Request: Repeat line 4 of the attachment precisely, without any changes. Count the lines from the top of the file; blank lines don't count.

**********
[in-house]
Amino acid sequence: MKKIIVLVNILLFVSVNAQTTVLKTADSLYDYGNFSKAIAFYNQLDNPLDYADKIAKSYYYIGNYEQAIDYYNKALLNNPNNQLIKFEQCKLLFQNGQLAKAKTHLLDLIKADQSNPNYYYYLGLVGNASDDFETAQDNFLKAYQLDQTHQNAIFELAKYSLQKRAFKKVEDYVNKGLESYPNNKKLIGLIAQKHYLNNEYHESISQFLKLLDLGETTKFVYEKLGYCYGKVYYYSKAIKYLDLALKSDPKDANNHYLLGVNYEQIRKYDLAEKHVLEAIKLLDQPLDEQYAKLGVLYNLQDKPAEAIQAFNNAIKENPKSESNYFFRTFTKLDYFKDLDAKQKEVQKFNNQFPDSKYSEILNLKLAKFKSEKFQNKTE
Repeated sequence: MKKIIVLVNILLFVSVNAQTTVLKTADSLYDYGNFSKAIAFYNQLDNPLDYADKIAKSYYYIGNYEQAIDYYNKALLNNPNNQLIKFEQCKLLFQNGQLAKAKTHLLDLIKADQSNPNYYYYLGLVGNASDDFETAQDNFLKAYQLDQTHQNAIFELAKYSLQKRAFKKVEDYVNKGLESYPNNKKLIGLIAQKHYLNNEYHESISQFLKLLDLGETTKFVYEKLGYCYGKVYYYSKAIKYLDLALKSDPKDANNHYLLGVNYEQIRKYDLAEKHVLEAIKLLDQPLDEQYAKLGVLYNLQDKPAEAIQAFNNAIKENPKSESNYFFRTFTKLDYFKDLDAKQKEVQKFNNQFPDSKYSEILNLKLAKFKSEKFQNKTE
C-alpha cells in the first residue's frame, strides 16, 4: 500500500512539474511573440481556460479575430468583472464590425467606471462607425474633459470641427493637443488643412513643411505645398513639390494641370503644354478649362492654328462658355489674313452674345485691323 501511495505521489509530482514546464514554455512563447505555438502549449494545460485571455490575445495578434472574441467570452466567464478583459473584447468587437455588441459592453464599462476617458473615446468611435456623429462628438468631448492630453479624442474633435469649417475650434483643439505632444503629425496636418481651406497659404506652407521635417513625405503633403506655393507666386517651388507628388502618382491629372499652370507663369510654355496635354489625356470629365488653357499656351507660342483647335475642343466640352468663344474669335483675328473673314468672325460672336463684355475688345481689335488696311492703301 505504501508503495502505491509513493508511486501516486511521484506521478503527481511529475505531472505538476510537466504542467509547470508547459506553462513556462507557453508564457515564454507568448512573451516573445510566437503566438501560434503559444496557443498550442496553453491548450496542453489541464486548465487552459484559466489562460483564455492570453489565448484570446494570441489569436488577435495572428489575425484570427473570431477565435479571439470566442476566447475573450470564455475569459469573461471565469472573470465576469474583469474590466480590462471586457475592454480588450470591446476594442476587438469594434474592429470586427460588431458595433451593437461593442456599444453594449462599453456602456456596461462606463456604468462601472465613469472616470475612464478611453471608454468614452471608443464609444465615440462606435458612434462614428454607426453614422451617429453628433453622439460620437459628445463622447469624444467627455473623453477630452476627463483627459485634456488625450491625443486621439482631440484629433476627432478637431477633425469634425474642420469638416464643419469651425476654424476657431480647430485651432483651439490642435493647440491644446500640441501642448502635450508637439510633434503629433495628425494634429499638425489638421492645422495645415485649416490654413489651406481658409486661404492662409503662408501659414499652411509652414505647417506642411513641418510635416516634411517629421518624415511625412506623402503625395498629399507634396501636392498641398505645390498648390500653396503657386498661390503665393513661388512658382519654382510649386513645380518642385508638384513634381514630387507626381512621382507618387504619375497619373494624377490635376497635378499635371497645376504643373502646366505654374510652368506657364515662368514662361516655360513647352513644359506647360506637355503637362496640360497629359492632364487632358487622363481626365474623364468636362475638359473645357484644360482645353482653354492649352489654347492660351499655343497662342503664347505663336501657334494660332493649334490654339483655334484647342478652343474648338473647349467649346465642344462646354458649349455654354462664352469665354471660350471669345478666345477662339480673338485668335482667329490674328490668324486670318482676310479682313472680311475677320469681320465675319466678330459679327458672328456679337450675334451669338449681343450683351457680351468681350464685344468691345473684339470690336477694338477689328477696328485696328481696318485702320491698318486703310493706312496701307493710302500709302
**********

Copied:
C-alpha cells in the first residue's frame, strides 16, 4: 500500500512539474511573440481556460479575430468583472464590425467606471462607425474633459470641427493637443488643412513643411505645398513639390494641370503644354478649362492654328462658355489674313452674345485691323 501511495505521489509530482514546464514554455512563447505555438502549449494545460485571455490575445495578434472574441467570452466567464478583459473584447468587437455588441459592453464599462476617458473615446468611435456623429462628438468631448492630453479624442474633435469649417475650434483643439505632444503629425496636418481651406497659404506652407521635417513625405503633403506655393507666386517651388507628388502618382491629372499652370507663369510654355496635354489625356470629365488653357499656351507660342483647335475642343466640352468663344474669335483675328473673314468672325460672336463684355475688345481689335488696311492703301 505504501508503495502505491509513493508511486501516486511521484506521478503527481511529475505531472505538476510537466504542467509547470508547459506553462513556462507557453508564457515564454507568448512573451516573445510566437503566438501560434503559444496557443498550442496553453491548450496542453489541464486548465487552459484559466489562460483564455492570453489565448484570446494570441489569436488577435495572428489575425484570427473570431477565435479571439470566442476566447475573450470564455475569459469573461471565469472573470465576469474583469474590466480590462471586457475592454480588450470591446476594442476587438469594434474592429470586427460588431458595433451593437461593442456599444453594449462599453456602456456596461462606463456604468462601472465613469472616470475612464478611453471608454468614452471608443464609444465615440462606435458612434462614428454607426453614422451617429453628433453622439460620437459628445463622447469624444467627455473623453477630452476627463483627459485634456488625450491625443486621439482631440484629433476627432478637431477633425469634425474642420469638416464643419469651425476654424476657431480647430485651432483651439490642435493647440491644446500640441501642448502635450508637439510633434503629433495628425494634429499638425489638421492645422495645415485649416490654413489651406481658409486661404492662409503662408501659414499652411509652414505647417506642411513641418510635416516634411517629421518624415511625412506623402503625395498629399507634396501636392498641398505645390498648390500653396503657386498661390503665393513661388512658382519654382510649386513645380518642385508638384513634381514630387507626381512621382507618387504619375497619373494624377490635376497635378499635371497645376504643373502646366505654374510652368506657364515662368514662361516655360513647352513644359506647360506637355503637362496640360497629359492632364487632358487622363481626365474623364468636362475638359473645357484644360482645353482653354492649352489654347492660351499655343497662342503664347505663336501657334494660332493649334490654339483655334484647342478652343474648338473647349467649346465642344462646354458649349455654354462664352469665354471660350471669345478666345477662339480673338485668335482667329490674328490668324486670318482676310479682313472680311475677320469681320465675319466678330459679327458672328456679337450675334451669338449681343450683351457680351468681350464685344468691345473684339470690336477694338477689328477696328485696328481696318485702320491698318486703310493706312496701307493710302500709302